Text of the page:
The Cave of Hercules and the books about Toledo

The Cave of Hercules and the books about Toledo

The Cave of Hercules and the books about ToledoWe read these days in the local press some news related to the “Cave of Hercules” in Toledo…, it is curious how from time to time the administration and the press echo this type of news, about one of the most persistent mysteries of our city.

In ABC, Toledo edition, September 9, 2007, Valle Sánchez wrote:

” The journalist Luis Moreno Nieto wondered in an article published in ABC in November 2003 if the Cave of Hercules really existed or if it is nothing more and nothing less than one of so many legends that are passing from one generation to another of Toledo.

The Cave of Hercules and the books about ToledoAnd she wrote: “Wrapped in the clothing of poetry and even of history – in Toledo you never know where the story ends and where the legend begins – this fable from the cave of Hercules is printed in a hundred books about the Imperial City. It was even said that from the disappeared temple of San Ginés it reached the Tagus and beyond. Some writers asserted that it was Hercules who dug it; others, that the Romans of Hannibal’s time; a cleric affirmed that it was part of a Phoenician temple; in the Middle Ages it was said that magicians and sorcerers met there. In 1546 Cardinal Martínez Silíceo wanted to put an end to the legend and ordered it to be explored; in 1851 some young people eager for adventure descended and did not see…but a room fifteen meters long by ten meters wide, not very deep…”. The mystery continues.”

(See original news)

This text appeared related to a news item from Toledo City Council, in which it is published that the Local Government Board has granted a license to the Toledo City Consortium for the “valorization” of the Cuevas de Hércules, in San Ginés Street, where an investment of more than half a million euros is planned. Specifically, 508,254.17 euros to “preserve and restore Roman, Visigoth, Arab and Christian remains found in the place, one of the most emblematic and mysterious heritage of the city. A place where reality and legend have been intertwined for centuries and on which thousands of pages have been written and fantasized about the origin of the city or the enchanted palace in which the Visigothic kings kept their treasures. (See original news)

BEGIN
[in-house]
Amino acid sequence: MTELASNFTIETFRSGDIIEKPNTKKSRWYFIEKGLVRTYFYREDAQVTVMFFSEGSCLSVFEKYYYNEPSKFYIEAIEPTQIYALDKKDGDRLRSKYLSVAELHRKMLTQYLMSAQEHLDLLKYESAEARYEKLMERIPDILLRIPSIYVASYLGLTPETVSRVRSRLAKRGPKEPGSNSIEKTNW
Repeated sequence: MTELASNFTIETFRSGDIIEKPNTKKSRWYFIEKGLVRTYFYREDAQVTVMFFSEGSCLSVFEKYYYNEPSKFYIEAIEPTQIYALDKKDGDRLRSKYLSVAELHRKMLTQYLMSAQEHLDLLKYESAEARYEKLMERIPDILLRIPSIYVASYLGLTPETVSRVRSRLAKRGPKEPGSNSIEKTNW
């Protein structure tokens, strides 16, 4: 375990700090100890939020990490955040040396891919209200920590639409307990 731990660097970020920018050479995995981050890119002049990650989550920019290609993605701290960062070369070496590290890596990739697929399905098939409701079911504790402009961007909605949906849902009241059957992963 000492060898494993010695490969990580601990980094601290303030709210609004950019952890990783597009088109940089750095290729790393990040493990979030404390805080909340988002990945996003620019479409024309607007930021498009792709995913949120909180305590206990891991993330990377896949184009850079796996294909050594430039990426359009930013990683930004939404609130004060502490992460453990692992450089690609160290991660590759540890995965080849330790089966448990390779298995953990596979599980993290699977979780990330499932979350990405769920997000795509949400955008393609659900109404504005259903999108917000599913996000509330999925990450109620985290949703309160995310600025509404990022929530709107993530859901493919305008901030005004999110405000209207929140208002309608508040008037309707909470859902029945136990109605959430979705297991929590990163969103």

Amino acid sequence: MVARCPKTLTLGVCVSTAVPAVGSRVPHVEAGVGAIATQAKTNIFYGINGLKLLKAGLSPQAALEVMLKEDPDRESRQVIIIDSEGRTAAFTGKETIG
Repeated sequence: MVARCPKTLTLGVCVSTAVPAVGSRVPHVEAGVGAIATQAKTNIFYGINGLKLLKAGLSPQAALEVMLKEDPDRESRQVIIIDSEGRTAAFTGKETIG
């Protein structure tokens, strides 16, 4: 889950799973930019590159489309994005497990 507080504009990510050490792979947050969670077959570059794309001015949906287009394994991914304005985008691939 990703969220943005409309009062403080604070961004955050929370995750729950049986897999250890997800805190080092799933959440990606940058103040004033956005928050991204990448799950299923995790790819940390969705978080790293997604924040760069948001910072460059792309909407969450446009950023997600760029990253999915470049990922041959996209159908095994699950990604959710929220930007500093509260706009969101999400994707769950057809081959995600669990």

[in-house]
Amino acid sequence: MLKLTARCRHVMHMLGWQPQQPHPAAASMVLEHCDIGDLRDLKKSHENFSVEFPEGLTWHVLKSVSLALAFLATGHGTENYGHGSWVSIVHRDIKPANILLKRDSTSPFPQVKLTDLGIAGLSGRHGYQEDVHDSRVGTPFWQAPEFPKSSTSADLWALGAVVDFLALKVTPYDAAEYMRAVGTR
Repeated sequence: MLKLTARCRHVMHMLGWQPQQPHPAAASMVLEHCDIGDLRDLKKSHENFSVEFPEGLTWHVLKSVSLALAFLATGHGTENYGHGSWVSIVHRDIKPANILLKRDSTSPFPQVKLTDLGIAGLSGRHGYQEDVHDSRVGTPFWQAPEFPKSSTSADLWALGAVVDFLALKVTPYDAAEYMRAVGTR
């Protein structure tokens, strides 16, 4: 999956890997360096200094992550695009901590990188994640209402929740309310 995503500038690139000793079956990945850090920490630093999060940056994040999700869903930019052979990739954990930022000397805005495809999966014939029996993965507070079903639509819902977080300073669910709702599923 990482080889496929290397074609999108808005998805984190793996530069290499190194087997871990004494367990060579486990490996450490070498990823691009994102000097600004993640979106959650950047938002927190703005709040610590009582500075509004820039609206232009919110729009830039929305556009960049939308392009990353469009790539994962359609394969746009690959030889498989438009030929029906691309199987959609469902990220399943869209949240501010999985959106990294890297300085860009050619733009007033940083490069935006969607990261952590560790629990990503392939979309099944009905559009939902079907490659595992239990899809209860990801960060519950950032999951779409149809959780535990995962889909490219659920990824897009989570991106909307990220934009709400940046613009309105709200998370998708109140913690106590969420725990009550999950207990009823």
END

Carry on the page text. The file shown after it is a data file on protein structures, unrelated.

The rest of the news is of notable interest, as we are told something of the history of this “Cave”, located in the heart of Toledo and the various interventions that have been made there:

” In this place of the Helmet there are Roman vestiges of the first century, Visigoths of the third century, an Arab mosque of the twelfth century and the old church of San Ginés, demolished in 1830. Everything “is a symbol and reflection of the three cultures and the city that has welcomed them, but also goes further as there are even remains of the Roman era. In fact, the director of the archaeological intervention, Vasilis Tsiolis, already assured in 2004 that apart from the legend, the caves are a good example of the hydraulic system of the ancient Roman city, being a large cistern connected to other nearby vestiges such as the Roman baths of Amador de los Ríos, or those of the basements of the Treasury Department. In the Middle Ages, on top of the mythical cave, a Christian temple dedicated to San Ginés was erected, which was later abandoned and demolished in 1841. It was in the spring of 2003 when the Consortium began work; now, with this new action, the aim is to recover the remains completely and they can be visited as just another monument.

I’m sure you’re also interested in: Witches and Sorceresses of Magic Toledo

Tradition says that this place was carved by Tubal or Hercules the Egyptian and would be the secret chair from which Hercules himself taught the occult sciences. It was said that in those caves there were figures or paintings hidden before the arrival of the Arabs, whose unveiling would bring great evils. In these caves is also located the treasure found by the young Jew of the manuscript of Roso de Luna, to cite an example. The caves are under the church of San Ginés and there are other subterranean ones in the vicinity, such as those of Navarro Ledesma, 1, and those of the Hacienda. Some say that these subterranean could be a ibero-roman shelter city communicated by passages.”

This “legend” has been part of our website for some time now.

Related legends

Here are some related to this myth:

La Cava” : beautiful Toledan legend about the loss of Spain, related to the mythical Cave of Hercules.

– Unknown Heritage Routes. The Toledo City Consortium offers routes through these “other” monuments.

– “The Caves of Hercules.”

* Photo: Cave of Hercules, before the last reform.